CSLJ Book Club Jane Eyre Discussion – Day 4

For Day 4 of our discussion of Jane Eyre, let’s turn our attention to the “mad woman in the attic,” Bertha Rochester.

Some critics suggest that Bertha is a sort of shadow figure / alter-ego to Jane, acting out all of the anger and unrestrained parts of Jane’s nature that have to be locked away or destroyed in order for Jane to find her happiness as a Victorian wife or mother. Do you agree? Why or why not?

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You can also see the rest of our Jane Eyre Book Club posts and weigh in on the other discussion questions here.

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14 Responses to CSLJ Book Club Jane Eyre Discussion – Day 4

  1. Bertha, poor soul, was a pawn, used as bait because of her beauty. We don’t know anything else about her, really, because she has no voice.

    We know that she was doomed, regardless of who married her (or not), that she was beautiful, and that she brought out a lot of good in Rochester’s character: he never abandoned her, or put her into a horrible asylum.

    Locked away isn’t enough for Jane’s happiness – she has to die, Rochester has to be punished for the sins of wanting her dead and proposing bigamy. Perhaps he’s Bertha’s shadow-figure – needing to be cleansed of the passions and able to submit to Jane instead of being dominant?

    (I need to read the chapter on Jane Eyre in The Madwoman In the Attic… one of my never-ending projects is to read it through. Also should re-read Wild Sargasso Sea.)

  2. Bertha being Jane’s alter-ego- Bertha and Jane are on opposite sides of the spectrum. Bertha has one card to play and that is her beauty. I believe she was starting to go “crazy” but listened to her family for what to do when it came to her future. I believe she was able to hold on to sanity just long enough to accomplish what her family needed.

    Maybe Bertha is Rochester’s alter-ego in a sense, or maybe his punishment for only looking at Bertha’s physical attributes instead of delving deeper into her character before he married her. He may feel that her madness is just punishment for his part in the whole situation. That’s why he tries to save her in the end. Because by trying to save her, he will be able to save himself.

  3. I agree with Robin and Melanie I think that if Bertha is anyone’s alter ego she’s Rochester’s. Boy does he suffer for just being looped in by her beauty. I love though that when he tries to find his next bride he wants to make sure that he doesn’t make the same mistake.

  4. As a psych major, I am rather fascinated by Bertha Rochester. I would love to know what psychiatric disorder she actually had. I mean, Bronte suggests that there was a genetic component to her condition, telling us that Bertha’s mother was shut up in a lunatic asylum and that Bertha copied many of her mother’s behavior. Also that there was a younger brother who was a “a complete dumb idiot” and Mr. Rochester describes Bertha’s older brother, Mr. Mason as feeble-brained.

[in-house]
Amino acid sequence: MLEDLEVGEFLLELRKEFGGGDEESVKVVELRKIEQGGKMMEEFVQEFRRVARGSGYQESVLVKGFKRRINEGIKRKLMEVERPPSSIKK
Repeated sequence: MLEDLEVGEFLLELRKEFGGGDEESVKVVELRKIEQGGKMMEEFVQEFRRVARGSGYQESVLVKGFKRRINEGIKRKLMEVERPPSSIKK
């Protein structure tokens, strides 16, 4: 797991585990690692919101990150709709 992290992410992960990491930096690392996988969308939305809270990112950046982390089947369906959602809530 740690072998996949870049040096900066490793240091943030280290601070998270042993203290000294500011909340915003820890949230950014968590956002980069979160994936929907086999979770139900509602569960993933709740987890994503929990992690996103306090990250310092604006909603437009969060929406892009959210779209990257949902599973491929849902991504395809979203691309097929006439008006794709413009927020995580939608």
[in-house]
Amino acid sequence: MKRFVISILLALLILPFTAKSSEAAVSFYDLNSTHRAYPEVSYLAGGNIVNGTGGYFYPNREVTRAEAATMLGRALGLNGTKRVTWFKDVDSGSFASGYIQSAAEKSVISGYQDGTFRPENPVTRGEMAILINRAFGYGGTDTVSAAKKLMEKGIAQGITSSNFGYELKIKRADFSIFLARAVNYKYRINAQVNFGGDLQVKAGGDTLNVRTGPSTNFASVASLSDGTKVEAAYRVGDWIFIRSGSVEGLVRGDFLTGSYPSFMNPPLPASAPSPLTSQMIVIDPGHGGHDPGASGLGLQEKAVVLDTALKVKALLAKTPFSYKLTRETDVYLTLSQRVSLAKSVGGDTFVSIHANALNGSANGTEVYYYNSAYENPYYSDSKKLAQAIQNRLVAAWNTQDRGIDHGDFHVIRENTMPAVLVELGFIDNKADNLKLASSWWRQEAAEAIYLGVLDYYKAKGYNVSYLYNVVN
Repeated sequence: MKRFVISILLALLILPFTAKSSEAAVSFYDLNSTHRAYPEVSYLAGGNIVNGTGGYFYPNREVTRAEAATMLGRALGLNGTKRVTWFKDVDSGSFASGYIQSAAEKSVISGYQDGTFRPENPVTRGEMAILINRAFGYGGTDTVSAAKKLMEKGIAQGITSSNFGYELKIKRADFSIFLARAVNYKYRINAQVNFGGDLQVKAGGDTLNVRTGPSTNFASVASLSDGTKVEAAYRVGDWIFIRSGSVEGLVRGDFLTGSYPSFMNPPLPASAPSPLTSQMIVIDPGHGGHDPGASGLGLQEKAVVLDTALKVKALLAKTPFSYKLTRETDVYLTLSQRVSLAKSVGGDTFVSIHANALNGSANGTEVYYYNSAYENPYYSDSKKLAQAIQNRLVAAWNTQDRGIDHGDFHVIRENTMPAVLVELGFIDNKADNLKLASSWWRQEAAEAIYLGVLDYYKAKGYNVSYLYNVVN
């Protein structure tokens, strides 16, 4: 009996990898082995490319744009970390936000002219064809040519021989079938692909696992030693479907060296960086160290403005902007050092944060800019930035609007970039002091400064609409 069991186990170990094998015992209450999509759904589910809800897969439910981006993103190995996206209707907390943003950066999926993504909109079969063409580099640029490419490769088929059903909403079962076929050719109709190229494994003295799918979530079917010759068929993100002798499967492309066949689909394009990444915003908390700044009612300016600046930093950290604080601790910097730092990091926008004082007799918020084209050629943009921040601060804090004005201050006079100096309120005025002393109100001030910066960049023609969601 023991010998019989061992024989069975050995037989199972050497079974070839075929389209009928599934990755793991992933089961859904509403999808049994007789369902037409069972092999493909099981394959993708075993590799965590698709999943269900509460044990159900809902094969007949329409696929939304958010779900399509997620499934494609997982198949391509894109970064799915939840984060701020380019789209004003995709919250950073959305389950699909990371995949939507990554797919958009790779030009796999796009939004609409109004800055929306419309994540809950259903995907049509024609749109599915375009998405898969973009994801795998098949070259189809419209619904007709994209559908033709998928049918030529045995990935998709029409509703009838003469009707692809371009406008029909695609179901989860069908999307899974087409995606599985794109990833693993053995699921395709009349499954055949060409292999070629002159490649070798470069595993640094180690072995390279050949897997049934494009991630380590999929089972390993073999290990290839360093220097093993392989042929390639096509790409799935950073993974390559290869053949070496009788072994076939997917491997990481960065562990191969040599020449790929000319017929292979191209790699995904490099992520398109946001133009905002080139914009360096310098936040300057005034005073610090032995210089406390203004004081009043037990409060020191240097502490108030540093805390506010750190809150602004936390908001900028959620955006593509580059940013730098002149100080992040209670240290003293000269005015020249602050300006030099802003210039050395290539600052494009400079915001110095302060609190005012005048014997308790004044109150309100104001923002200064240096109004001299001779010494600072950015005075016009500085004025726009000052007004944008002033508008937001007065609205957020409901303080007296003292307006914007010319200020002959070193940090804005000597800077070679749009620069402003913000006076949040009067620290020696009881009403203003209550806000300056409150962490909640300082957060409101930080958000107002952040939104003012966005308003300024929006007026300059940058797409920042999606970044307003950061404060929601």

But then, Rochester also suggests that Bertha’s condition was at least partially brought on by her own actions, that after years of drinking and unchastity, “her excesses had prematurely developed the germs of insanity,” perhaps suggesting that on top of whatever issues Bertha has genetically, she also had syphilis too and therefore her insanity was partially her fault(which to be fair is a little harsh, coming from a guy who slept around with French opera singers and other mistresses).

    Either way, I think I buy into the Jane / Bertha connection. I find the timing of things to be significant. When Mr. Rochester tells Jane about sleeping his way across Europe, Bertha sets his bed on fire. When Jane is agitated by Mr. Rochester dressing up like a gypsy woman and messing with her head, Bertha attacks Mr. Mason. When Jane is anxious about her wedding and annoyed that Mr. Rochester bought her a fancy and expensive wedding veil (over her objections), Bertha rips the veil but doesn’t touch anything else. And when Jane finds out that Mr. Rochester lied to her, Bertha goes into a rage and tries to attack him.

    I also think the incident in the red room when Jane is a girl connects them. Like Bertha, Jane is locked in a room after having what her relatives consider a passionate and violent outburst. The servants threaten to tie her down to a chain if she doesn’t contain herself – like Bertha is later on in the book – and then she has a fit, tries to escape and is pushed back into her prison – all of which echoes what Bertha endures later on.

    I also think the red color of the red room connects her to Bertha as a sort of foreshadowing, especially since Bertha is a creature of fire and will eventually die in flames.